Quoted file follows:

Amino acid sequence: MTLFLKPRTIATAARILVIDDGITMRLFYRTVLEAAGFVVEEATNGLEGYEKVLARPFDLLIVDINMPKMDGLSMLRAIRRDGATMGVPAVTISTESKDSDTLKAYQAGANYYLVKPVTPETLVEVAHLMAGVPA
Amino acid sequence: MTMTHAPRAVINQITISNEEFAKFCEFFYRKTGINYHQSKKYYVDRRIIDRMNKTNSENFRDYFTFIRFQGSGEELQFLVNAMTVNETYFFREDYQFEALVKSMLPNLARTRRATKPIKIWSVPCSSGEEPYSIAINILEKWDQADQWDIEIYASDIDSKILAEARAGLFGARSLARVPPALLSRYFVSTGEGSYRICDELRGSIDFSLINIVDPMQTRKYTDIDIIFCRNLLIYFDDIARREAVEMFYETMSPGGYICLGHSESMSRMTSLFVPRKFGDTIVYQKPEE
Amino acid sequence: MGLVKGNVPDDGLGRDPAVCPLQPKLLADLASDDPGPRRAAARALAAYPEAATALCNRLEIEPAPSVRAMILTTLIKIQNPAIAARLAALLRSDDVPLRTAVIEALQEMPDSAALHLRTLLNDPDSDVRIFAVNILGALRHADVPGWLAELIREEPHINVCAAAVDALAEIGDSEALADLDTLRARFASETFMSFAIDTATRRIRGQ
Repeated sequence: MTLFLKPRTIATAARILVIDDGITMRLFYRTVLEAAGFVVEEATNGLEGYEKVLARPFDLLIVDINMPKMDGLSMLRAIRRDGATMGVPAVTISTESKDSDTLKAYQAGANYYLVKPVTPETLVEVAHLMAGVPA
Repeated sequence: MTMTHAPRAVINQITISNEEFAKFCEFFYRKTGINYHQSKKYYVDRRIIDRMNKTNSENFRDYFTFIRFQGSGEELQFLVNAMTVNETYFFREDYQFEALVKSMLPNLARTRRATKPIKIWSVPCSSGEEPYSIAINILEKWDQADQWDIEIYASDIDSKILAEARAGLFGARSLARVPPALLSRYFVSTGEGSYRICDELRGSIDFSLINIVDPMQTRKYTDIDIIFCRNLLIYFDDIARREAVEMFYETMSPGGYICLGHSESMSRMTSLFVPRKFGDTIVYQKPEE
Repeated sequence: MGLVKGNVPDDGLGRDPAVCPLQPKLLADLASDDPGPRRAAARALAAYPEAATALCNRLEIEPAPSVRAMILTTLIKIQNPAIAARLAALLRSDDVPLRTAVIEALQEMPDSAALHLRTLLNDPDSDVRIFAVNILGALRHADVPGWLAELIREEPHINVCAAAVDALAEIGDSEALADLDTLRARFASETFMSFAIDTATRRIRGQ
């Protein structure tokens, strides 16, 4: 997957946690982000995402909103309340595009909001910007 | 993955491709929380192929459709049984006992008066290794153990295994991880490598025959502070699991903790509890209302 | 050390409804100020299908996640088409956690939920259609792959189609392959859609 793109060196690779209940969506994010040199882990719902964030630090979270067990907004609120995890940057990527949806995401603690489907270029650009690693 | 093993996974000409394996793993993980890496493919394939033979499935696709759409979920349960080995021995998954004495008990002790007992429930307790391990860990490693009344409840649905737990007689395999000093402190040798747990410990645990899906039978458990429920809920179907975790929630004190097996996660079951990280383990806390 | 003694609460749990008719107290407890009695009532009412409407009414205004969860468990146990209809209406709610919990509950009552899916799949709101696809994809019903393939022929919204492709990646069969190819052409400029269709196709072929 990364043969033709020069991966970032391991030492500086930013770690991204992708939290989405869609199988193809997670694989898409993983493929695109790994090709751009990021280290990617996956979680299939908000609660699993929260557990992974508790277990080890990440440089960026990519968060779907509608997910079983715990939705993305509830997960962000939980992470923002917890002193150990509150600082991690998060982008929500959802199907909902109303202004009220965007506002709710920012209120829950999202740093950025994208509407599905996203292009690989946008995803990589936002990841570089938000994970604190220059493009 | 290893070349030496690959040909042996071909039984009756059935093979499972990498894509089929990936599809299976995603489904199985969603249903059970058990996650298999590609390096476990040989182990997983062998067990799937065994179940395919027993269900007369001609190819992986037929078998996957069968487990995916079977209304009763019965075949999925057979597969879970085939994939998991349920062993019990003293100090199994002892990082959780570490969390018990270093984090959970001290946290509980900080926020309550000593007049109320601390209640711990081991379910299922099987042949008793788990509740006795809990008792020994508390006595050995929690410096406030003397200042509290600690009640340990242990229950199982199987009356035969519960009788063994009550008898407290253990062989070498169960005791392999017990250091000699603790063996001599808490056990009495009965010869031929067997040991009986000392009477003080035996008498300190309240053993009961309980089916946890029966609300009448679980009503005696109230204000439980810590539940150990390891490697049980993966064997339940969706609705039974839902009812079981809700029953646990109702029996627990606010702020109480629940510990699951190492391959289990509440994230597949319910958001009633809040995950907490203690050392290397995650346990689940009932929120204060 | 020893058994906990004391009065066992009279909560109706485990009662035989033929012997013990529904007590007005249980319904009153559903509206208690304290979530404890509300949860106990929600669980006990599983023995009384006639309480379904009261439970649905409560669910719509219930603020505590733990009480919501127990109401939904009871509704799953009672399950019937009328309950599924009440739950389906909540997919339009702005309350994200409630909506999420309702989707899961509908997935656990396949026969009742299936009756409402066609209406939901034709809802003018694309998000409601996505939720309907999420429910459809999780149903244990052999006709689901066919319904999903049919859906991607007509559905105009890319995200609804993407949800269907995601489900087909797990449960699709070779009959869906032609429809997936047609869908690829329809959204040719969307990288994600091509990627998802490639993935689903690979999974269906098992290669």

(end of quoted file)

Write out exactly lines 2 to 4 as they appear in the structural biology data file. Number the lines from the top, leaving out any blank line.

Amino acid sequence: MTMTHAPRAVINQITISNEEFAKFCEFFYRKTGINYHQSKKYYVDRRIIDRMNKTNSENFRDYFTFIRFQGSGEELQFLVNAMTVNETYFFREDYQFEALVKSMLPNLARTRRATKPIKIWSVPCSSGEEPYSIAINILEKWDQADQWDIEIYASDIDSKILAEARAGLFGARSLARVPPALLSRYFVSTGEGSYRICDELRGSIDFSLINIVDPMQTRKYTDIDIIFCRNLLIYFDDIARREAVEMFYETMSPGGYICLGHSESMSRMTSLFVPRKFGDTIVYQKPEE
Amino acid sequence: MGLVKGNVPDDGLGRDPAVCPLQPKLLADLASDDPGPRRAAARALAAYPEAATALCNRLEIEPAPSVRAMILTTLIKIQNPAIAARLAALLRSDDVPLRTAVIEALQEMPDSAALHLRTLLNDPDSDVRIFAVNILGALRHADVPGWLAELIREEPHINVCAAAVDALAEIGDSEALADLDTLRARFASETFMSFAIDTATRRIRGQ
Repeated sequence: MTLFLKPRTIATAARILVIDDGITMRLFYRTVLEAAGFVVEEATNGLEGYEKVLARPFDLLIVDINMPKMDGLSMLRAIRRDGATMGVPAVTISTESKDSDTLKAYQAGANYYLVKPVTPETLVEVAHLMAGVPA